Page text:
The construction team for a new Mercy clinic used drones to conduct infrared scanning of the building envelope.
Image courtesy of McCarthy Building Cos.
Northwest Arkansas is a major growth hub for the Mercy health system, and one of its newest clinics was designed and constructed with future expansion in mind.
Mercy broke ground on the 31-acre multispecialty outpatient facility in Springdale, Ark., in the summer of 2018 and completed construction in August. The health system contracted McCarthy Building Cos. Inc. to not only coordinate the design and construction process, but also to deliver accurate building data that the clinic could use to support continued maintenance and future expansion.
“As the population continues to soar in the region, there is a growing need for critical infrastructure projects,” says Kerry Harper, executive director of administration at Mercy.
The construction team leveraged building information modeling (BIM) through various use cases such as 3D coordination, virtual reality, drones, laser scanning and 360-degree photography to help streamline construction and ensure that the BIM design files were accurately followed from design through closeout.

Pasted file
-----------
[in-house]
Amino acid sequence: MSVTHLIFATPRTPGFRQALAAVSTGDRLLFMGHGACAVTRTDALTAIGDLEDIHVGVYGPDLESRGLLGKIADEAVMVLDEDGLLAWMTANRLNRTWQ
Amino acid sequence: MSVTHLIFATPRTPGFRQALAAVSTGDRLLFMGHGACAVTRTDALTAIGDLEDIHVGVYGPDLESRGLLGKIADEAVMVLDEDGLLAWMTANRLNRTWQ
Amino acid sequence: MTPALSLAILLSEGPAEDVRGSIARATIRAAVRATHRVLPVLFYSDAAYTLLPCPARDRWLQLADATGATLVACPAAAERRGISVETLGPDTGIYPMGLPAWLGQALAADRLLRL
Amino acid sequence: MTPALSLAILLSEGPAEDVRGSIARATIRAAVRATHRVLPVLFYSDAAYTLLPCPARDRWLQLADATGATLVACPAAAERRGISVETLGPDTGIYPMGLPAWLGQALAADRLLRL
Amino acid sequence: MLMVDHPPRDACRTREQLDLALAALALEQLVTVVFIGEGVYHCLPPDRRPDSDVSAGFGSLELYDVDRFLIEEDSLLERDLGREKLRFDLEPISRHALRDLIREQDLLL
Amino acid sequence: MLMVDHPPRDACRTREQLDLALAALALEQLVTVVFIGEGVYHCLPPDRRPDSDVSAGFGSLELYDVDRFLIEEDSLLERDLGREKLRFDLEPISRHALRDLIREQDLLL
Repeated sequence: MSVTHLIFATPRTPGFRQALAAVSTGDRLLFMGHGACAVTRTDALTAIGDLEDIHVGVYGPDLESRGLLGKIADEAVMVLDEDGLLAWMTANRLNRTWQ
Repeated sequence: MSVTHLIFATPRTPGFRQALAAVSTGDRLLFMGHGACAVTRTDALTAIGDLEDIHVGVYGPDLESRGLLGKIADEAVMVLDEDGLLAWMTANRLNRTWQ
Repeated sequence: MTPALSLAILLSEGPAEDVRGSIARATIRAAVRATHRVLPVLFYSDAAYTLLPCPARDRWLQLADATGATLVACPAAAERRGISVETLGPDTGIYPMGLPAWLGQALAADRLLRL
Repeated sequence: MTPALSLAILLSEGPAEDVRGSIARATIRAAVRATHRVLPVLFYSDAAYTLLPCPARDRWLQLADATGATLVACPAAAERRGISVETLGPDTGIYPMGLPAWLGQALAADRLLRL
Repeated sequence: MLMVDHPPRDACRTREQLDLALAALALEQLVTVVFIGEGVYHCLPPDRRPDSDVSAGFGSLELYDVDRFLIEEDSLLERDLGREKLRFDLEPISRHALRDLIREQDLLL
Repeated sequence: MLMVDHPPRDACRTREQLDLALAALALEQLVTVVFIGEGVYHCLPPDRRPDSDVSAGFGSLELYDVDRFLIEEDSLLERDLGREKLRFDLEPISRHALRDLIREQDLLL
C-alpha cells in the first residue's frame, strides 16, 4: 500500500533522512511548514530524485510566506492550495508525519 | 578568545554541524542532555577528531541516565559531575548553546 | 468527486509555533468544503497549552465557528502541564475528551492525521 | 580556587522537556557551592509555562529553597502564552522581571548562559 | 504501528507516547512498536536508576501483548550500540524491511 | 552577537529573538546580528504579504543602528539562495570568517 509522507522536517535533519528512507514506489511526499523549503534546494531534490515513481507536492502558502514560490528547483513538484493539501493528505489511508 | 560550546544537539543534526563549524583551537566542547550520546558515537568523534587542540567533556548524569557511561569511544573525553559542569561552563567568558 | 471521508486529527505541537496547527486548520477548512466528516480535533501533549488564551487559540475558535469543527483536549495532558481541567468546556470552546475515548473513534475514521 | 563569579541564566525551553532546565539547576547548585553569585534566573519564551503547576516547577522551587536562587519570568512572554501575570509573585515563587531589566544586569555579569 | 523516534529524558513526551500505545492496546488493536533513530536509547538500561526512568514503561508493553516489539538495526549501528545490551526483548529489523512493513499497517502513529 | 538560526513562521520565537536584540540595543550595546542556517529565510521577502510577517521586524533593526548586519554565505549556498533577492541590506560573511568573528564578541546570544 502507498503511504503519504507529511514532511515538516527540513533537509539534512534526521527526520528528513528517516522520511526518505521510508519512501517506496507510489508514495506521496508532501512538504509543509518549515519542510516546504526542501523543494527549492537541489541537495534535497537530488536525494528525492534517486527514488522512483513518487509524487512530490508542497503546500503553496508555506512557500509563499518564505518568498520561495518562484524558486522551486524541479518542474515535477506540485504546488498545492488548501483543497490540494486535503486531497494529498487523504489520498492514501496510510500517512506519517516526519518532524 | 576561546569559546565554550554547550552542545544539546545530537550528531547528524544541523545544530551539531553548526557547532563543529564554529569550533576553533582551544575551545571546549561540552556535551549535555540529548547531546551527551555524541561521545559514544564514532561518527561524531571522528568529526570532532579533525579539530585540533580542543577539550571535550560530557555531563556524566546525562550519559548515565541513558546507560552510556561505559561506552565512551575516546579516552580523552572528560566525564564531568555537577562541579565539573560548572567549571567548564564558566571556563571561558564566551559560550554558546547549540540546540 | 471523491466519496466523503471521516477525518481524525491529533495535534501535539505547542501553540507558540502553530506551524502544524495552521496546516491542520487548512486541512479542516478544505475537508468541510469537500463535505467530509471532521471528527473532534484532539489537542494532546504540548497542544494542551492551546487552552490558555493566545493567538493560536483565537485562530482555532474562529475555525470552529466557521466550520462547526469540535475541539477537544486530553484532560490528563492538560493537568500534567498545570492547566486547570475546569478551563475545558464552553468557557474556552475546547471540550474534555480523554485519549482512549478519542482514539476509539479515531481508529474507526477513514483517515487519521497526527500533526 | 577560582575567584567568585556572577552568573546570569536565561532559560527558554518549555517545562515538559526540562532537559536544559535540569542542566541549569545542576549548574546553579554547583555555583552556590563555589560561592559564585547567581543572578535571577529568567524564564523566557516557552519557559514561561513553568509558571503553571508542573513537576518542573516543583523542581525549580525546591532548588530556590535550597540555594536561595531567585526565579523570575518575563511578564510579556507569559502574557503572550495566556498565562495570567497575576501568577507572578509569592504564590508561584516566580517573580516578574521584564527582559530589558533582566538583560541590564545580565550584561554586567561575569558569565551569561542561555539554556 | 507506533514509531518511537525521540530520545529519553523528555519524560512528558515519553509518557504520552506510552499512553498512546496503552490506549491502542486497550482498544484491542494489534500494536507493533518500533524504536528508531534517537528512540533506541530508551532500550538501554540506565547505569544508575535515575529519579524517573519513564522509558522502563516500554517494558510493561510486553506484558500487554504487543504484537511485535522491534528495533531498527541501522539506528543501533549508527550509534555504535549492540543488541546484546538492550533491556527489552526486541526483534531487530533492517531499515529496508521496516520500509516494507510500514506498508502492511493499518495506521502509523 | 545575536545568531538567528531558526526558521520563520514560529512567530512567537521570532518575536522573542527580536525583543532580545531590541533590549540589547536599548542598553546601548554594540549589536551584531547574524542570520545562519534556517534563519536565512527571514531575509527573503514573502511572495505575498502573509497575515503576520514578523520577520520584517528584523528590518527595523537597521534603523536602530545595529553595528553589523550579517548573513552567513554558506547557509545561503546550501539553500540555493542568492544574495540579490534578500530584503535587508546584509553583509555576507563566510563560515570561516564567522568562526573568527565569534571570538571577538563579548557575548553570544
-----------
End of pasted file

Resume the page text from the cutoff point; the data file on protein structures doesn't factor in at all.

For instance, a laser scanning team was sent to the construction site at 50% of installation to scan all major building components, including mechanical, electrical and plumbing, to verify the systems were built as-coordinated. Drones were used for infrared scanning of the building envelope to ensure no water or energy leaks, and to verify safety in areas where the human eye could not.
The project also used photogrammetry in which 360-degree photography could capture high-resolution digital images of every room at different elevations. Alex Belkofer, director of McCarthy’s Virtual Design + Construction Team in St. Louis, says the combination of various reality capture techniques allowed the team to stitch together many digital representations of the as-built conditions to validate install verification for the client.
“During the design phase, we caught a couple of items that the end-user group would not have wanted in the space,” he says. “The use of a BIM-enabled environment view versus looking at a floorplan gave more insight to the project stakeholders, thus we were able to make those changes early without impacting the project.”
Now that the project is completed, Mercy has the ability to take all the building information modeling (BIM) and facility data for integration into their IWMS, or Integrated Workspace Management System. Mercy plans to use the data to standardize daily operation of the 63,000-square-foot facility.
“Having an accurate 3D model and well-documented facility asset data to refer to will be extremely valuable for the maintenance and facilities team throughout the life of the building,” says McCarthy Project Manager Josh Melton.
The facility houses a two-story multispecialty clinic and 24-hour emergency department (ED). The clinic includes 29 exam rooms, while the ED houses 12 exam rooms, three behavioral health rooms, two triage rooms, a trauma room and an isolation room.